Council of Europe: Ukraine is not infringing the rights of Russian-speakers
Strasbourg, 31 March 2014. The protection of national minorities and their languages continues to enjoy a high level of legal recognition in Ukraine, says the Committee of Experts of the European Charter for Regional or Minority Languages. In respect of the Russian language, most undertakings chosen by Ukraine under the Charter are fulfilled or partly fulfilled. However, several of the Charter undertakings still need to be implemented for the Belarusian, Bulgarian, Crimean Tatar, Gagauz, German, Greek, Hungarian, Moldovan, Polish, Romanian, Slovak and Yiddish languages.
Ukraine is a State Party to the European Charter for Regional or Minority Languages, the Council of Europe’s convention for the protection and promotion of national minority languages. The Charter applies in Ukraine to the Belarusian, Bulgarian, Crimean Tatar, Gagauz, German, Greek, Hungarian, Moldovan, Polish, Romanian, Russian, Slovak and Yiddish languages. An independent Committee of Experts monitors the implementation of the Charter.
In light of its recent evaluation report on Ukraine (ECRML (2014) 3) and following consultations with experts on-the-spot, the Committee of Experts underlines in a statement that the protection of national minorities and their languages continues to enjoy a high level of legal recognition in Ukraine. Certain recent improvements can be noted with regard to the use of some minority languages in the media.
In respect of the Russian language, most undertakings chosen by Ukraine under the Charter are fulfilled or partly fulfilled. Some shortcomings may still be observed concerning the use of Russian in the fields of judiciary and administration.
As far as the other aforementioned minority languages are concerned, however, several of the Charter undertakings still need to be implemented in practice.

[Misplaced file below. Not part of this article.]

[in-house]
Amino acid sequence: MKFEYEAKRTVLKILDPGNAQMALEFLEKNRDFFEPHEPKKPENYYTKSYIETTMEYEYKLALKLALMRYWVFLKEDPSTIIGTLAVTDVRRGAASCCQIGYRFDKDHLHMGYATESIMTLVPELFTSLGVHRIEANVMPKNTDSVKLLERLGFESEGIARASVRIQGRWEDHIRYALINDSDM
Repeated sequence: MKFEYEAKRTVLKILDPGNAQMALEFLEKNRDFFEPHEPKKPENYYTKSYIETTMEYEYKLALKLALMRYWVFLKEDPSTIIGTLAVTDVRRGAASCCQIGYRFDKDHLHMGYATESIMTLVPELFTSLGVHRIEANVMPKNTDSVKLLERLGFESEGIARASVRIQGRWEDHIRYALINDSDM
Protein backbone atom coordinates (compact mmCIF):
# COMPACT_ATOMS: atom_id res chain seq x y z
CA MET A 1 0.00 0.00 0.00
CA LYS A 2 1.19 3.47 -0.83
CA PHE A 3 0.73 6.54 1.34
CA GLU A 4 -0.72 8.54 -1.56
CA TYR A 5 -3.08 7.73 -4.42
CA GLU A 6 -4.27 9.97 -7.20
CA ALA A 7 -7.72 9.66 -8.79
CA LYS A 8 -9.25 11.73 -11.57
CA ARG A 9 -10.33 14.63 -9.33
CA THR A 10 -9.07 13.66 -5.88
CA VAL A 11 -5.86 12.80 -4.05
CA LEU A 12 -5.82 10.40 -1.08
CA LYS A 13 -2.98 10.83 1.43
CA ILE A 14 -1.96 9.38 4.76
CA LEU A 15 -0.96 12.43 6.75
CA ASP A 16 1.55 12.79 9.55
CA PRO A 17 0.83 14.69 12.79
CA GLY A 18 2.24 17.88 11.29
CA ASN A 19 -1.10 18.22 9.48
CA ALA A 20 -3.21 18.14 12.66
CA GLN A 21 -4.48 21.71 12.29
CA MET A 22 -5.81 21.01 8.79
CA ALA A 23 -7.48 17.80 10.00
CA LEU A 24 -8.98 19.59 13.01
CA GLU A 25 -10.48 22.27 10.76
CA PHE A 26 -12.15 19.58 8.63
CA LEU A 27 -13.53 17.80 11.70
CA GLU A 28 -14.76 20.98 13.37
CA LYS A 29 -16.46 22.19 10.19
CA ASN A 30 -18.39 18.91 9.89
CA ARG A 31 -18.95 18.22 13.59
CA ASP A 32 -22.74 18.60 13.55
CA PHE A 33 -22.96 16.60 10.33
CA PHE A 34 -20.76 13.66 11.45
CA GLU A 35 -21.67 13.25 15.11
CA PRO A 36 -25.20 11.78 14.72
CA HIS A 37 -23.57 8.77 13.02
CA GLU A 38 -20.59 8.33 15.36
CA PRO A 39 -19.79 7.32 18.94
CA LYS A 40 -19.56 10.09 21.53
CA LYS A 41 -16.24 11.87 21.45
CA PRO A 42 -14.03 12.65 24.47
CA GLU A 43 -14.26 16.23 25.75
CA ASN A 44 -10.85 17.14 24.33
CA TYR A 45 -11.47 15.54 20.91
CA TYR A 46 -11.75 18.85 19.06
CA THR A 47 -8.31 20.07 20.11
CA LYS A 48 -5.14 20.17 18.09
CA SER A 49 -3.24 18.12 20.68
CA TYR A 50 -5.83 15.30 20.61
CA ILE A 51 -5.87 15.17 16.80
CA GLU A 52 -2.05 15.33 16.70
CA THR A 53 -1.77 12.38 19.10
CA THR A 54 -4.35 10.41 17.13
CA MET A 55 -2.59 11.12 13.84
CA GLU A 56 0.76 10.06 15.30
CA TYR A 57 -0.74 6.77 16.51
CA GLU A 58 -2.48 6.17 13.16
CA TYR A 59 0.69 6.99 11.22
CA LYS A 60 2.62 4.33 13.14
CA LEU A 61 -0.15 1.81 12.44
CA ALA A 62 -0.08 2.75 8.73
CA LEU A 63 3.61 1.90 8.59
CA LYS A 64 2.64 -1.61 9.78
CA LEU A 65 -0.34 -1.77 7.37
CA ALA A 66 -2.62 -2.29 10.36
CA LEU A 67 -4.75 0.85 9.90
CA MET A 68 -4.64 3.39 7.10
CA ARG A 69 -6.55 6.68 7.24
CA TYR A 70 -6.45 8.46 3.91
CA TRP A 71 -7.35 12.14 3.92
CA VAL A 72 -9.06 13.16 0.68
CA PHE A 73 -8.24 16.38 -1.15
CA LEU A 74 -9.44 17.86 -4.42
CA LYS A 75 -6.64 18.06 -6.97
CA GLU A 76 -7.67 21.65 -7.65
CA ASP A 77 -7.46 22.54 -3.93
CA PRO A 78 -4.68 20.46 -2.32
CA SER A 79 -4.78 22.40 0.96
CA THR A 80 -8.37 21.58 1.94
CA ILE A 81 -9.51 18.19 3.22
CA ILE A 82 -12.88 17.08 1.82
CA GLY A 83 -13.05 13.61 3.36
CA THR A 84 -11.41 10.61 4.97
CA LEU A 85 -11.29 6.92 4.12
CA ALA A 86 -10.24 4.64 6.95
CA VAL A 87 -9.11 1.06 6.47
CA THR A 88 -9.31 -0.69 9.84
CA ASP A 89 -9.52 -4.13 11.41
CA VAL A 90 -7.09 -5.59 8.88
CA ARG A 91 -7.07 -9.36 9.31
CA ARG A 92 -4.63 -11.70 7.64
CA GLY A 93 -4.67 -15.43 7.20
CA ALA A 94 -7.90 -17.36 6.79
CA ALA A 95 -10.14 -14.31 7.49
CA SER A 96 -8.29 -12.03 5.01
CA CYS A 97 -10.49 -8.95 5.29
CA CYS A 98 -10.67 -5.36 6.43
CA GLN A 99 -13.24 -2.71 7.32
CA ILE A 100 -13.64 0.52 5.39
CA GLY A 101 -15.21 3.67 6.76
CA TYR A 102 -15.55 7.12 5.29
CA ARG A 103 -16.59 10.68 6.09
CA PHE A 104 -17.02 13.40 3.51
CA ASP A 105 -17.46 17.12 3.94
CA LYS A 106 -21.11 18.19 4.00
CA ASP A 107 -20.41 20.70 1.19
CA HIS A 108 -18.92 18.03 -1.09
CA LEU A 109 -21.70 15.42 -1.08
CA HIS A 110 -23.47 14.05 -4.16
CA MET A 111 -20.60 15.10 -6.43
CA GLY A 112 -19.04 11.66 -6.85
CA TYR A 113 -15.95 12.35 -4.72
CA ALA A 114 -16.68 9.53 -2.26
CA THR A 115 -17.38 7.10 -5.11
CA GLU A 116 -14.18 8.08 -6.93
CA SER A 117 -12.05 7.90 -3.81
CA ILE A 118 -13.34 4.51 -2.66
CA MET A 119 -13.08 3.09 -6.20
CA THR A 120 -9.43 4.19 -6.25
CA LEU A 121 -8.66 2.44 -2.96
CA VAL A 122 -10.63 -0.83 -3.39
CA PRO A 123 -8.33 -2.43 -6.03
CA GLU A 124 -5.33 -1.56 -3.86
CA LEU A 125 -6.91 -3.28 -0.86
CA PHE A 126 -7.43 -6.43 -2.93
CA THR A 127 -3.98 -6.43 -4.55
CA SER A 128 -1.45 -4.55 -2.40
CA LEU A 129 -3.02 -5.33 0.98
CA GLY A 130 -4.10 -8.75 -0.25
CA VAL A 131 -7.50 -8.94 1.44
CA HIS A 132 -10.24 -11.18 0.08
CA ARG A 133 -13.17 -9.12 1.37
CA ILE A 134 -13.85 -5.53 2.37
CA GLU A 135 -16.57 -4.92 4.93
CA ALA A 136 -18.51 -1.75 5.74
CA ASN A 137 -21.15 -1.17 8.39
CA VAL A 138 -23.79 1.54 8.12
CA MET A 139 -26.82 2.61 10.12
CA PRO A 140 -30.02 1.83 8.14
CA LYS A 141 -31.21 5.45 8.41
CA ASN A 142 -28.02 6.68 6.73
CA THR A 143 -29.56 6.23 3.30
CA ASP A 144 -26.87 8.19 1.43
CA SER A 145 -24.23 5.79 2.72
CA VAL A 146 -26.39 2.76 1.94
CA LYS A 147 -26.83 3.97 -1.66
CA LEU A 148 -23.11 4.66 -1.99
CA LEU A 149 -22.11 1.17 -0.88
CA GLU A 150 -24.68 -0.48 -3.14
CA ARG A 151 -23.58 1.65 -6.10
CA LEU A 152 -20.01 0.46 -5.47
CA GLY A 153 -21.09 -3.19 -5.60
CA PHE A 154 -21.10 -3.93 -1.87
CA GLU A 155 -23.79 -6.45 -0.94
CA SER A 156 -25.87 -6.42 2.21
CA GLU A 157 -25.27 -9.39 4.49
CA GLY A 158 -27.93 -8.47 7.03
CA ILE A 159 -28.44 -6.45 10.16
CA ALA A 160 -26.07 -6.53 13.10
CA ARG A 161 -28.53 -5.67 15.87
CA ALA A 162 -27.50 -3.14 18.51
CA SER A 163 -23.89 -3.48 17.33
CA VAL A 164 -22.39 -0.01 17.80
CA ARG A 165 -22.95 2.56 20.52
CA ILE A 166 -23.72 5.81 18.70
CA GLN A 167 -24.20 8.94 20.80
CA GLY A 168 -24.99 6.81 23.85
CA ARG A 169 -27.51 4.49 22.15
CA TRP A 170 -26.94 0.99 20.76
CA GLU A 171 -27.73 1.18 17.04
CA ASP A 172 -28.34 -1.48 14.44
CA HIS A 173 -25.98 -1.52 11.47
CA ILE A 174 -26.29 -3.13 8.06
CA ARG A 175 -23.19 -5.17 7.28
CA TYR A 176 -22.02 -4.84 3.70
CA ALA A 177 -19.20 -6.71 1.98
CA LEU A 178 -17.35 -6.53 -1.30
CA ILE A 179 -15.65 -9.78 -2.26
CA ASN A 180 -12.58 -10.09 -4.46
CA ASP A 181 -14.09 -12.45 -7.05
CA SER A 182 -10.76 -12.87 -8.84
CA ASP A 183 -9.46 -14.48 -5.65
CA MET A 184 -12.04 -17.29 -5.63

In the field of education, Ukraine has a long-standing tradition of monolingual and bilingual schools operating in minority languages. Teaching in minority languages does, however, not exist in practice for all minority languages.
Except Russian and to a certain extent Hungarian and Romanian, minority languages are not used by local and regional authorities. Particular problems exist with regard to the official use of place-names in minority languages which should be promoted.
The use of Russian before judicial authorities is on the whole satisfactory. However, the relevant Charter undertakings are not implemented in practice for the other twelve languages.
During the last years, there has been a general decrease of the broadcasting time in minority languages, which for most of the minority languages had been very limited in any case. Since the adoption of the Committee of Experts’ evaluation report, the broadcast time on television has been increased for the Hungarian, Romanian and Slovak languages, but decreased for German.
The Language Law, which has received considerable political and media attention recently, has to a significant extent been inspired by the Charter. At present, this law is inter alia being applied to Russian, but not to most of the other minority languages.
It is important that the Ukrainian authorities take active steps so as to ensure the application of the Language Law to all minority languages concerned by the ratification of the Charter. Such steps include, for each language, the identification of local administrative units where the law will be applied.
Link to the Committee of Experts’ evaluation report on Ukraine (ECRML (2014) 3): http://www.coe.int/t/dg4/education/minlang/Report/EvaluationReports/UkraineECRML2_en.pdf